Special Olympics Texas. Who do we serve?. The Spirit of Special Olympics. “ Let me win, but if I cannot win, let me be brave in the attempt.” --Athlete Oath. Special Olympics Mission.
Who do we serve?
“Let me win,
but if I cannot win,
let me be brave in the attempt.”
The mission of Special Olympics is to provide year-round Olympic-type sports for children and adults with intellectual disabilities, giving them continuing opportunities to develop physical fitness, demonstrate courage, experience joy and participate in a sharing of gifts, skills and friendship with their families, other Special Olympics Athletes and the community.
To become the premier provider of Special Olympics training and competition in the world. We approach each endeavor with a single intent – to improve the quality of life for our athletes. The challenges of the future are embraced with enthusiasm and commitment, ensuring that the changing face and needs of our athletes are met.
Down Syndrome is the most common and readily
identifiable chromosomal condition associated with mental retardation. Caused by a chromosomal abnormality: for some unexplained reason, an accident in cell development results in 47 chromosomes instead of the usual 46 chromosomes.
Individuals with Down syndrome are usually smaller than their nondisabled peers, and their physical as well as intellectual development is slower.
Some also may have a condition know as Atlantoaxial Instability, a misalignment of the top two vertebrae of the neck. This condition makes these individuals more prone to injury if they participate in activities which overextend or flex the neck.
Individuals with Down Syndrome may have a tendency to become obese as they grow older.
Mental retardation is diagnosed by looking at two main things. There are:
what is said and being able to answer.
members adults and others.
There are many signs, for example, children with mental retardation may:
What is Autism/PDD?
Is a neurological disorder that affects a child’ ability to communicate, understand language, play, and relate to others.
The different diagnostic terms that fall within the broad meaning of PDD include:
Autism is one of the disabilities specifically defined in the
Individuals with Disabilities Education Act (IDEA), as “a developmental disability significantly affecting verbal and nonverbal communication and social interaction, generally evident before age 3, that adversely affects a child’s educational performance. Other characteristics often associated with autism are engagement in repetitive activities and stereotyped movements, resistance to environmental change or change in daily routines, and unusual responses to sensory experiences.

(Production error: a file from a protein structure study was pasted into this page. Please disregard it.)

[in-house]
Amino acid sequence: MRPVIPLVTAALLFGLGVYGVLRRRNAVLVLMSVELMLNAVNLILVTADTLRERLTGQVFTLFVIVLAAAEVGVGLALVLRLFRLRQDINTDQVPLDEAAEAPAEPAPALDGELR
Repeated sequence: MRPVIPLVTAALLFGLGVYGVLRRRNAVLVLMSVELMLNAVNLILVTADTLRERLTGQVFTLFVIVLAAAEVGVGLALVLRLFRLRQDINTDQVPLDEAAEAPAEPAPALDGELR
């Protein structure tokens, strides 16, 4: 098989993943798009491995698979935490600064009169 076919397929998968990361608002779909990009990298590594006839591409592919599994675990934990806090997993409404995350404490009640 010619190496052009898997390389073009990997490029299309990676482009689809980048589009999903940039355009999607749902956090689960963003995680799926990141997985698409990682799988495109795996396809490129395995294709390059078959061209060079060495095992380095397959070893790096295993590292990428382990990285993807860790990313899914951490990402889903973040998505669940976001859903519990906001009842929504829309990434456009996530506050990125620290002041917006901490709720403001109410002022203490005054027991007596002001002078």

The causes of Autism or PDD are unknown.
Currently researchers are investing areas such as brain development, structure, genetic factors and biochemical imbalance in the brain as possible causes.
These disorders are not caused by psychological factors.
Some or all of the following characteristics may be observed in mild to severe forms:
Communication problems (e.g. using and understanding language).
generally evident as well.
The vast majority of citizens with intellectual
disabilities can live productive and independent lives,
having the same needs, wants and aspirations as you
and me. A disability is just a small part of a human being's life and the person with intellectual disabilities has the potential to be successful in all aspects of life.
The following brief suggestions are meant to help you and the athletes
you meet feel more comfortable in your interactions.
Be 8 years or older to compete in local/area competition. 12 years or older to compete in a chapter competition. *
Have been identified as having an intellectual disability or a closely related developmental disability.
(*may begin to train from 2-7 years of age via the
Young Athletes™ Program)
December 4 - 5, 2009
Copperfield Bowling Center
15615 Glen Chase Drive
Houston, TX 77095
Be A Part of the Movement that is Changing Lives! Special Olympics?
Additional information can be found at www.nichcy.org